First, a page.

The river of death has brimmed his banks
And England’s far and Honour’s a name
But the voice of a schoolboy rallies the ranks
‘Play up! Play up! And play the game!’
Even as long ago as the first world war, men bitterly mocked the tritely jingo-istic sentiment of Sir Henry Newbolt’s poem ‘Vitaï Lampada’. So it wouldn’t remotely surprise me if it turned out that I was the last chap on earth who still finds it an inspiration.
Yes, I know all that G.A. Henty stuff is discredited Victorian imperialistic tosh, but I still think our bewhiskered forebears grasped a point lost in our spavined, milksop era of kimchi, sourdough bread and ‘plant-based’ diets: a man really isn’t a man until he has been tested in the crucible of battle.
Winston Churchill certainly thought so. What’s striking about his early years, I’m reminded by Andrew Roberts’s stirring, thorough and impish biography, is just how frantically desperate he was to get himself almost killed on any number of occasions. Before entering a career of public service, he’d clearly decided, a man needs to demonstrate beyond reasonable doubt that he is in possession of a pair of cast-iron testicles.
Gosh he must have been a bumptious, annoying little tick — the way, exploiting all his aristocratic and political connections, he continually insinuated himself on to military expeditions. Lord Kitchener didn’t want him on the belated punitive expedition to the Sudan to thrash the Mahdi for his temerity in having decapitated Chinese Gordon at Khartoum. But Young Winston wormed his way aboard nonetheless and, of course, got rewarded with a place in the last significant cavalry charge in British history.
Roberts makes clear that Churchill put himself seriously in the way of danger. Sure, Kitchener’s forces had machine guns against the natives’ rifles and spears, but they were outnumbered two to one, and nearly a quarter of those who took part in the cavalry charge were either killed or wounded. Afterwards Churchill found the bodies of 20 lancers ‘so hacked and mutilated as almost to have been unrecognisable’. This could so easily have been him.
One reason it wasn’t was because of the injuries he’d accumulated in earlier scrapes, which rendered him incapable of wielding a sword. Instead, he carried a ten-shot Mauser pistol with which he dispatched four dervishes, including one who had been on the verge of hamstringing Churchill’s ‘handy, surefooted, Arab grey pony’ with what would undoubtedly have been fatal consequences to the rider.
By the time he was 25, Churchill had — supposedly — ‘fought in more continents than any soldier in history save Napoleon and seen as many campaigns as any living general’. No doubt Churchill recognised that if one day you’re going to send men out to battle as a commander-in-chief, it helps if you’ve tasted what you’re about to put them through. Mainly, though, I suspect, he was doing it for more selfish reasons: to ‘see the elephant’, to get his kicks and prove to himself that he had what it takes.
I totally understand this ridiculous, suicidal attitude. It’s why I nearly killed myself in that hunting accident a few years back. I remember as I fast approached that hideous, trappy fence with the barbed wire, on my skittish and unsuitable mount, how totally ill-equipped I was to leap it with ease. But I forced myself to do it anyway because I felt it was the proper, manly thing to do: I preferred the prospect of horrible injury to risking the disdain of those fellow riders who were with me at that moment (even though, let’s be honest, none of them had a clue who I was or would have given a damn if I’d turned away and found an easier route).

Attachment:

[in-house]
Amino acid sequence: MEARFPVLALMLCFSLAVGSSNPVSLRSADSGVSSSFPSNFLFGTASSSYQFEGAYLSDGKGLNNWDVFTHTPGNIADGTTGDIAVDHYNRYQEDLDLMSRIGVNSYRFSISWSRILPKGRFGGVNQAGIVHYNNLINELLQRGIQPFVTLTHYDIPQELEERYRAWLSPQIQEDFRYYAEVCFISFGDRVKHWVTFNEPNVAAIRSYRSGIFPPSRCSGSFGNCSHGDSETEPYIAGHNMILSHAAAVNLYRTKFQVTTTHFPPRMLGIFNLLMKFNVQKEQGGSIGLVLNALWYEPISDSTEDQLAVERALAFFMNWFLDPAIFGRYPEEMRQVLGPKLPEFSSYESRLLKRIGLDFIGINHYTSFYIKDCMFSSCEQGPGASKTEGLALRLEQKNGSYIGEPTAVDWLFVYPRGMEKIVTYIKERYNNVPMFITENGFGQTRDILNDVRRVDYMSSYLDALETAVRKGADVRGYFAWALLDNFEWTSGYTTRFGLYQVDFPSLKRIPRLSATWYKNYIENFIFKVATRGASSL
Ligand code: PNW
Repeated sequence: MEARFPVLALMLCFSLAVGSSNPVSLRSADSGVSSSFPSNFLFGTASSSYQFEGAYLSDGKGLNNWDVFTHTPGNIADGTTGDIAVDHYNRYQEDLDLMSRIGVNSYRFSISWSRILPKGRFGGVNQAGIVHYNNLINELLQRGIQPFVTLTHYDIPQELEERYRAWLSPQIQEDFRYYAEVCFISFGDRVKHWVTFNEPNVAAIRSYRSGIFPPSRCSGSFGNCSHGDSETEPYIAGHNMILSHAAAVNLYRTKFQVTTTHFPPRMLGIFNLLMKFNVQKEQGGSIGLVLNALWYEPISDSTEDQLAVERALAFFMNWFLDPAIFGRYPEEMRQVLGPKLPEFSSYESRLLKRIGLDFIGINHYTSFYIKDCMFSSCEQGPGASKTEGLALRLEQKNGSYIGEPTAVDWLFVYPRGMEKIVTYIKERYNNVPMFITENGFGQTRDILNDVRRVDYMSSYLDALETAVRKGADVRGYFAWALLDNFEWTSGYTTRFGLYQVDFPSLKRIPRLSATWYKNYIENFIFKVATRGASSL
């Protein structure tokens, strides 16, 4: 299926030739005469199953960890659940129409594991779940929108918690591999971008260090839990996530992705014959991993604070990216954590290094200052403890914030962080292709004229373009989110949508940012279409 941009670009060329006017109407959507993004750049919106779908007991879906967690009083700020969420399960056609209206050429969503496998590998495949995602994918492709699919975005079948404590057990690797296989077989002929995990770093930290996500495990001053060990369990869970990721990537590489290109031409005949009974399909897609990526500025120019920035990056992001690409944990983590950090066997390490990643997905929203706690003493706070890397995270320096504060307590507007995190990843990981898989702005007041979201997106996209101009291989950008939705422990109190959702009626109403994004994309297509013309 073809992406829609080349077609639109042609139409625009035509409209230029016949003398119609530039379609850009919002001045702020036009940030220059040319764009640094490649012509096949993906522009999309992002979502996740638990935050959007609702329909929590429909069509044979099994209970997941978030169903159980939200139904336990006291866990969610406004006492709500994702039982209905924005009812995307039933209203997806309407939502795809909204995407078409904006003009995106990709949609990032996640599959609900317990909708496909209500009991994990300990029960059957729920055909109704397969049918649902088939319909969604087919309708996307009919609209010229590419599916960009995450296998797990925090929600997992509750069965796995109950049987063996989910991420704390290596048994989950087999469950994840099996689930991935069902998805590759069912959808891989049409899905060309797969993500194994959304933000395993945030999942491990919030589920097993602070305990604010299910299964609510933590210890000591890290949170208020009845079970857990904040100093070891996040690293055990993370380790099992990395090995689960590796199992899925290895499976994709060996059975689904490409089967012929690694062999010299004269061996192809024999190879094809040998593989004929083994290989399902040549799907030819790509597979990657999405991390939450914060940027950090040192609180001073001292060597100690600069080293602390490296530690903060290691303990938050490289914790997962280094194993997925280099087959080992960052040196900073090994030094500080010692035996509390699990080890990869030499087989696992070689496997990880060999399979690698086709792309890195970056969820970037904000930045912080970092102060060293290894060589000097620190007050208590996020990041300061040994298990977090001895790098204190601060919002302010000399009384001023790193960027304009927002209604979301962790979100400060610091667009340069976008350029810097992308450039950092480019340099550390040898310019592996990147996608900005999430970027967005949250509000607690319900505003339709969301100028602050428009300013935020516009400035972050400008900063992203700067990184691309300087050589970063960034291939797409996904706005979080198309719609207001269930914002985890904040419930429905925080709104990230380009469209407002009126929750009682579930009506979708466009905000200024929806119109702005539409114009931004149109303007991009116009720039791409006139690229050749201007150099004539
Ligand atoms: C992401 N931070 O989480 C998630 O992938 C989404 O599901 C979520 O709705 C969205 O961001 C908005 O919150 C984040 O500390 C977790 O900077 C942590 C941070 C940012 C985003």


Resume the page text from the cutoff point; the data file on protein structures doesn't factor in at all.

Afterwards, at least for a few months, I felt satisfied that I had done my bit. I had acted like a brave little soldier and I had the scars (pinned collar bone, broken ribs, pulmonary embolism, hunting ban from unimpressed family) to prove it. But as anyone who suffers from semi-reluctant hero syndrome will know, this sense of achievement eventually wears off, to be replaced by the gnawing sense that something more yet needs to be done in order to earn one’s man points.
Over the years, I have done all manner of stupid things in order to frustrate my instinctive inner coward: diving with great white sharks, swimming across crocodile-infested rivers, racing round the Isle of Man TT course on Mad Sunday on a Honda Fireblade, communing with the Four Tray Crips during the LA riots, etc. Obviously I’m not suggesting that these are nearly in the same league as going to war or rescuing people from burning buildings or fighting off a machete-wielding thug with only a Taser. But I do think they have done just about enough to prevent me counting my manhood cheap when in the company of my bros.
Yes, I know it’s frivolous and a bit irresponsible, especially as you get older, to go on courting these daredevil experiences. But I’m still old-fashioned enough to believe that if you don’t test yourself now and again, then frankly you might as well hand in your man card. Do the kids of today understand this? Well some of them do: both my boys, who went through worryingly wimpy stages, are now at least as up for pulling near–suicidal man stunts as ever I was. Another cousin recently swam the Channel and has joined the Marines, so there may be hope for the next generation yet.
Times have changed; participation in war is not as inevitable as it once was. Still though, I believe it’s our job as men to do the right and noble thing, rescue damsels in distress and fight off bad guys. More importantly, most of our womenfolk still believe this too.